“Variety itself as a kind of consistency”

~ 08 December 2008 ~

As one who works at an organization with nearly 3 dozen designers and websites and apps that also number several dozen, I feel comfortable admitting that the goal of striving for and maintaining visual consistency is often an elusive one.

Chris Pullman, Vice President for Design at the much respected TV station WGBH, has stepped down following 35 years of service. Upon leaving, he shared ten lessons he’s learned over the years and gave Design Observer the privilege of publishing his remarks in full.

The entire article is worth a read, but #7, “Variety is the spice of life”, is of particular interest to someone such as myself seeking a somewhat elusive goal. It’s worth excerpting in full. Here it is.

When I came here in the early 70’s the trend was toward monolithic design programs governed by a thick and sacred style manual. As I got to understand the business, this strategy seemed to me to make no sense for WGBH. With programming as diverse as The French Chef, NOVA and ZOOM, no one mode of visual expression could logically suite this range of content. It occurred to me that in fact variety itself can be a kind of consistency. But when the visual expressions of a company are always and rightfully different, you have to have some other constant that binds the work together, something that lets individual expressions be different, but makes them recognizable as a family of related materials. The goal in this game is to strive for the smallest number of constants and the largest number of variables. And you have to turn to non-visual sources of consistency.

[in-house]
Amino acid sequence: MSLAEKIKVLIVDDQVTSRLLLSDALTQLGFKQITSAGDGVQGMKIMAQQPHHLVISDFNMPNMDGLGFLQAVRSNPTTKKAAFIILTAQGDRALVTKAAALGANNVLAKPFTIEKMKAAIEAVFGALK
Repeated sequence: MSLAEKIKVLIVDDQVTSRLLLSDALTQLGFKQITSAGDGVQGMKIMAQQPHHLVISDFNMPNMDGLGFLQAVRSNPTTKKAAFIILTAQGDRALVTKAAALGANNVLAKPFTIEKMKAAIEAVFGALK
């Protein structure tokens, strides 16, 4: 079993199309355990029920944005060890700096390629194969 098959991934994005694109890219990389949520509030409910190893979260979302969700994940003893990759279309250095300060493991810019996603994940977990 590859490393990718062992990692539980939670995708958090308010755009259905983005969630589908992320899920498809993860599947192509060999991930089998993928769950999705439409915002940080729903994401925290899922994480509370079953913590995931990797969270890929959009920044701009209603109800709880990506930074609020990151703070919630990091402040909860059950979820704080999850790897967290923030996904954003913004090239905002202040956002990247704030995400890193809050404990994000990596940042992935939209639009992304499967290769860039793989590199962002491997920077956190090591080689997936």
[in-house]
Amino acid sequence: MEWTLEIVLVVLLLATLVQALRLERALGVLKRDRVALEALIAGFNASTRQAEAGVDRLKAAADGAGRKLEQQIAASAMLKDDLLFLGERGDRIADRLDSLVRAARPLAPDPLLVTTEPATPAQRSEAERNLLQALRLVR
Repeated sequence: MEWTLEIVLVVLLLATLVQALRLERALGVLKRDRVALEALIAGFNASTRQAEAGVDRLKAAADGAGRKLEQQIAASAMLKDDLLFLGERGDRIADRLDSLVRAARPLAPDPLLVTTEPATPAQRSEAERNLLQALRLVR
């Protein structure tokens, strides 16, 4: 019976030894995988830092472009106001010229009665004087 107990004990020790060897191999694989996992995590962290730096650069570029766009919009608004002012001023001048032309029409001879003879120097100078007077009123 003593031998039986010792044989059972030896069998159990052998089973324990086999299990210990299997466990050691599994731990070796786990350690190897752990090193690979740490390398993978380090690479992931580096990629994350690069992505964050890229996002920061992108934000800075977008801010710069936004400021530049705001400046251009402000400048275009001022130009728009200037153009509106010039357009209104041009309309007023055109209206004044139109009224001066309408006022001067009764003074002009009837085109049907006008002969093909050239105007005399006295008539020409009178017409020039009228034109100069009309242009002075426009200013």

So, soon after I got here, I proposed that our design team adopt a set of nonvisual criteria to define “good design” without resorting to the normal formal jargon. If you and your client could answer “yes” to the following questions about a solution, then it probably is a good piece of design:
Is it clear? Can I understand what it is, can I read it, can I sense its purpose?
Is it accessible? Does it engage me, does it invite me in, is it easy and intuitive to use?
Is it appropriate? (to its budget, to the amount of time available to make it, to the language style and level of the audience, to the medium, to the objectives of the project, and to the family of materials it will join, etc.)
A final measure, and perhaps the key measure in a business where variety is the norm, is quality. “Of the highest quality” does not mean expensive. It means thoughtful and well-executed in its genre. If all these things are present in a project, then it is likely to be successful, from a design point of view, and otherwise.

Key observation for me: Perhaps “does it look similar?” isn’t always as important as “is it clear?” or “is it appropriate?”. Thank you for sharing, Chris.


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